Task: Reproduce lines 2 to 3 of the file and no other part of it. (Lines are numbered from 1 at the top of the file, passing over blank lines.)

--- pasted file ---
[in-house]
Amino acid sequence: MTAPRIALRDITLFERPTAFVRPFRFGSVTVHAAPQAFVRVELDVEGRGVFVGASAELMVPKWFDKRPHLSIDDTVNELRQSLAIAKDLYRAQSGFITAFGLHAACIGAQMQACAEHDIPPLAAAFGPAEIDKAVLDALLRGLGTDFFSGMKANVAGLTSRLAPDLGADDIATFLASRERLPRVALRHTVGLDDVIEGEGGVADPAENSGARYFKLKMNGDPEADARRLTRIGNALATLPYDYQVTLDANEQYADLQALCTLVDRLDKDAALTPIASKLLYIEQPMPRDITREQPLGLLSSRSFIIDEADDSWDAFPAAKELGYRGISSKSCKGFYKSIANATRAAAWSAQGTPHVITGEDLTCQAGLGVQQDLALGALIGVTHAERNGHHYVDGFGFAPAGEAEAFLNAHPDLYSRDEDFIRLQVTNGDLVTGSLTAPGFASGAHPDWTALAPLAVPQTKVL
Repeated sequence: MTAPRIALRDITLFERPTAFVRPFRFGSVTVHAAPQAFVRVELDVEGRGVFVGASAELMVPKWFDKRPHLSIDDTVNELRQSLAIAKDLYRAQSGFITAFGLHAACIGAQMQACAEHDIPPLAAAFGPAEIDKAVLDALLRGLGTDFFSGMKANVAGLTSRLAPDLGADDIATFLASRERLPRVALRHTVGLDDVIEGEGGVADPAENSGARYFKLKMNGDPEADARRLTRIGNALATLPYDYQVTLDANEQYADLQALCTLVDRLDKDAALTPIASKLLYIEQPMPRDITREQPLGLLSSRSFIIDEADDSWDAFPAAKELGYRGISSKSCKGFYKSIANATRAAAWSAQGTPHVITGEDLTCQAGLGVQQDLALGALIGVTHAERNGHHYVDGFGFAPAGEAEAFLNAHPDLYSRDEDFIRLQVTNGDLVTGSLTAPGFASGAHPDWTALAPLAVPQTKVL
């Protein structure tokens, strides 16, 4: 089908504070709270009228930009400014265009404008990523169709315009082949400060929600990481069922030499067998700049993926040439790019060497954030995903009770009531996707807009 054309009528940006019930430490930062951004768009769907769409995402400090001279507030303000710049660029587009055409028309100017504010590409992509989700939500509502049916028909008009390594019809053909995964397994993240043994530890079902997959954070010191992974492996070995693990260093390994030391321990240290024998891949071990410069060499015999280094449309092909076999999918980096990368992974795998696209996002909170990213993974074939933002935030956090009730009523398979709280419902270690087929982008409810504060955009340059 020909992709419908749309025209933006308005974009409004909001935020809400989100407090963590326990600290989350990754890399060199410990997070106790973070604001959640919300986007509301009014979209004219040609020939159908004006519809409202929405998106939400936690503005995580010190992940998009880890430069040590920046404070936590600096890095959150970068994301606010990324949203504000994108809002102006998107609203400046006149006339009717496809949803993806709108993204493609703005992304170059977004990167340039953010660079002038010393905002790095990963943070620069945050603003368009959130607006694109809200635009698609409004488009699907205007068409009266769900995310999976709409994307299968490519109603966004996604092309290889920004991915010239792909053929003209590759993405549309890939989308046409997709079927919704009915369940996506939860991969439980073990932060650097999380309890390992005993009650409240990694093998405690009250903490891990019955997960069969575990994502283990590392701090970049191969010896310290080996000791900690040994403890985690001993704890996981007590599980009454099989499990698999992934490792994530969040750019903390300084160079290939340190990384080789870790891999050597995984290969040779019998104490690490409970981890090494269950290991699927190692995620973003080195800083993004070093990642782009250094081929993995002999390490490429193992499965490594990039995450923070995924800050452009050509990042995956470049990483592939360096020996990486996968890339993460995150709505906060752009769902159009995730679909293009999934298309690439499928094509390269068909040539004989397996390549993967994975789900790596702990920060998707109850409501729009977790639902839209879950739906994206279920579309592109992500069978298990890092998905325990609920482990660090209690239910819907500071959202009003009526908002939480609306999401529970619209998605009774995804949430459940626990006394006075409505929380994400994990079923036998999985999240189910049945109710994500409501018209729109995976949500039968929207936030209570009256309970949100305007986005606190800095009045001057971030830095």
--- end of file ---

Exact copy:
Amino acid sequence: MTAPRIALRDITLFERPTAFVRPFRFGSVTVHAAPQAFVRVELDVEGRGVFVGASAELMVPKWFDKRPHLSIDDTVNELRQSLAIAKDLYRAQSGFITAFGLHAACIGAQMQACAEHDIPPLAAAFGPAEIDKAVLDALLRGLGTDFFSGMKANVAGLTSRLAPDLGADDIATFLASRERLPRVALRHTVGLDDVIEGEGGVADPAENSGARYFKLKMNGDPEADARRLTRIGNALATLPYDYQVTLDANEQYADLQALCTLVDRLDKDAALTPIASKLLYIEQPMPRDITREQPLGLLSSRSFIIDEADDSWDAFPAAKELGYRGISSKSCKGFYKSIANATRAAAWSAQGTPHVITGEDLTCQAGLGVQQDLALGALIGVTHAERNGHHYVDGFGFAPAGEAEAFLNAHPDLYSRDEDFIRLQVTNGDLVTGSLTAPGFASGAHPDWTALAPLAVPQTKVL
Repeated sequence: MTAPRIALRDITLFERPTAFVRPFRFGSVTVHAAPQAFVRVELDVEGRGVFVGASAELMVPKWFDKRPHLSIDDTVNELRQSLAIAKDLYRAQSGFITAFGLHAACIGAQMQACAEHDIPPLAAAFGPAEIDKAVLDALLRGLGTDFFSGMKANVAGLTSRLAPDLGADDIATFLASRERLPRVALRHTVGLDDVIEGEGGVADPAENSGARYFKLKMNGDPEADARRLTRIGNALATLPYDYQVTLDANEQYADLQALCTLVDRLDKDAALTPIASKLLYIEQPMPRDITREQPLGLLSSRSFIIDEADDSWDAFPAAKELGYRGISSKSCKGFYKSIANATRAAAWSAQGTPHVITGEDLTCQAGLGVQQDLALGALIGVTHAERNGHHYVDGFGFAPAGEAEAFLNAHPDLYSRDEDFIRLQVTNGDLVTGSLTAPGFASGAHPDWTALAPLAVPQTKVL